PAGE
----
The most effective and efficient way of delivering healthcare is through public funding and service delivery, and a proven model was established in the UK in 1949. The National Health Service is (or would be if not for Tory tinkering) publicly-funded health and wellness for everyone from cradle to grave, regardless of ability to pay. My hero, the Health Secretary of the time, Labour’s Aneurin Bevan said “the NHS is the single greatest experiment in social service that the world has ever seen undertaken.” His words resonate to this day.

Disappointingly, there is currently no global consensus that this the way forward.

As we wrestle with the disruptions of climate change to our way of life, I am optimistic that a new consensus could emerge within my lifetime. As Peter notes, a new influenza pandemic could be a game-changer for humanity. As “Spanish Flu” from 100 years ago shows us, pandemics have no respect for national borders, class, creed or income level. Our survival will require us from the same.

In the meantime, the vast majority of healthcare spending in resource-limited settings will continue to come from Out of Pocket Expenditure (OPE), which is a polite way of saying poor people have to pay exorbitant fees for emergency medical services. Over the next few decades, we should expect that “funding source” to grow, largely unaided and unplanned.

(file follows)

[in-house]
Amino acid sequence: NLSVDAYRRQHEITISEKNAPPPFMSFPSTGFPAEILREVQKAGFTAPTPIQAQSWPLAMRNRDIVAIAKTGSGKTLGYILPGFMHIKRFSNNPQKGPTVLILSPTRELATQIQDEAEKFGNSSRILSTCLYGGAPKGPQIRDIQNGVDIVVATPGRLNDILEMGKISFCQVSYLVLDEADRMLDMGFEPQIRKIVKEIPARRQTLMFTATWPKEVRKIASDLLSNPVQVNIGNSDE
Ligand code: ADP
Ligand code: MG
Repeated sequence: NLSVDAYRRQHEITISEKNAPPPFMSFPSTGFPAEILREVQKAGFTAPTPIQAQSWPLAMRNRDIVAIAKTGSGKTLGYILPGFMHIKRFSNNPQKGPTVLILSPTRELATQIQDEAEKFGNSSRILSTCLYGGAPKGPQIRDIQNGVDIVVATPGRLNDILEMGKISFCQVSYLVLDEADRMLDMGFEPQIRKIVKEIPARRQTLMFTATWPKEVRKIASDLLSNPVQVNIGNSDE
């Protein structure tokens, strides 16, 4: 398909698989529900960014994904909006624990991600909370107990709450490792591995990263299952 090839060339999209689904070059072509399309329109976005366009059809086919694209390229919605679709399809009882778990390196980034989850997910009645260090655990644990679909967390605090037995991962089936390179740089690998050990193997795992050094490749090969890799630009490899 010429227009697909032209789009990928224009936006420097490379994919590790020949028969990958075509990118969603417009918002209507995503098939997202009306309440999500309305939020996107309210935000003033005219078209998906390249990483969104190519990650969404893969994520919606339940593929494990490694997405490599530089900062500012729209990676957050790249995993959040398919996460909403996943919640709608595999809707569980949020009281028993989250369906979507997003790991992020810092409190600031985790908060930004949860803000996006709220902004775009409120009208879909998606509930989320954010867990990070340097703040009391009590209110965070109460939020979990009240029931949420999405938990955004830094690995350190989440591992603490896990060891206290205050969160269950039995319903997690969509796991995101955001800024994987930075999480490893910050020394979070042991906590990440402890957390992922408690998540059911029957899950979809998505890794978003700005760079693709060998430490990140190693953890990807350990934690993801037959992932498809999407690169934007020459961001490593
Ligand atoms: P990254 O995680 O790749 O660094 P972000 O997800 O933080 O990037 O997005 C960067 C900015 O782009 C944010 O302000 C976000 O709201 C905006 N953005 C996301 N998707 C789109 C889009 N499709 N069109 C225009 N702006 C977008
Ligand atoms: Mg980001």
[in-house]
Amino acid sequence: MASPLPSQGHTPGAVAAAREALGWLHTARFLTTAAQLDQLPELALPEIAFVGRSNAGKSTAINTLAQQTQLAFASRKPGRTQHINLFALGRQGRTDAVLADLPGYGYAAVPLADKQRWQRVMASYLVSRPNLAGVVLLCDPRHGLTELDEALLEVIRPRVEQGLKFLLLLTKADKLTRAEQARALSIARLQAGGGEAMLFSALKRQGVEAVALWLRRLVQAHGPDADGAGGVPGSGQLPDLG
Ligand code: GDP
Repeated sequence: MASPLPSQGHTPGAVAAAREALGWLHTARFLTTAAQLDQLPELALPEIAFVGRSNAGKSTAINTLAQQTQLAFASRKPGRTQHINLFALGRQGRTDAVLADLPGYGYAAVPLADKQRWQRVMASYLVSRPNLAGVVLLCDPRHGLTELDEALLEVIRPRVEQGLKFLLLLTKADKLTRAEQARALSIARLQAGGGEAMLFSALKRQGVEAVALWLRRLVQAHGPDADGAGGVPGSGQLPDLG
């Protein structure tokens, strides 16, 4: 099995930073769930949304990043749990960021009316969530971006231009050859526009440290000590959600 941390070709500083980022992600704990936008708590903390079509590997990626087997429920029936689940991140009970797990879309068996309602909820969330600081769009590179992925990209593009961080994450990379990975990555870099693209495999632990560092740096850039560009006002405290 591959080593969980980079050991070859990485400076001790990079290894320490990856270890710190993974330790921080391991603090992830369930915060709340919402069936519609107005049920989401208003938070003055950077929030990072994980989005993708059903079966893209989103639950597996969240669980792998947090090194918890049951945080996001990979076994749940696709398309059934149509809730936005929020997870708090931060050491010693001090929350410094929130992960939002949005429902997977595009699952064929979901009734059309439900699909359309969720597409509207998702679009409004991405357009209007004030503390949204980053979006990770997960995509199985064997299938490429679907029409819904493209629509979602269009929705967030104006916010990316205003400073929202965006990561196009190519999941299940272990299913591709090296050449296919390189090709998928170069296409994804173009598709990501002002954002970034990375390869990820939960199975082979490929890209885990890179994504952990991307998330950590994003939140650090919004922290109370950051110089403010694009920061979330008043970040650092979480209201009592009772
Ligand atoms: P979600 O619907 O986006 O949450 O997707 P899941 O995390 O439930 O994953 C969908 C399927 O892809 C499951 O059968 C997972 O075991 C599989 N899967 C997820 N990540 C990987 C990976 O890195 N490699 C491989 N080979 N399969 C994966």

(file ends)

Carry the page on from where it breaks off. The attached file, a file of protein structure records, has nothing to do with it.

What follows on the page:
What, then, do we do?

At a bare minimum, donors right now (both in the North and South, public and private) need to meet the 6th replenishment goals of the Global Fund to fight AIDS, TB and Malaria. But they will also need to commit to a 7th replenishment, 8th, 9th and so forth…

It would be a significant, if underwhelming achievement, if we agreed to make OPE work better – supporting our poor to move from paying for emergency health costs, to planning for their future health.  Governments have to lead the way, with the engagement and oversight of their peoples.  Under such a rubric, there are increasingly creative ways for communities and the private sector to make meaningful contributions. These include workplace-based wellness and health programs (in both formal and informal labor markets), low-cost saving schemes for health, co-operatives, and expanded privately and publicly managed health insurance schemes.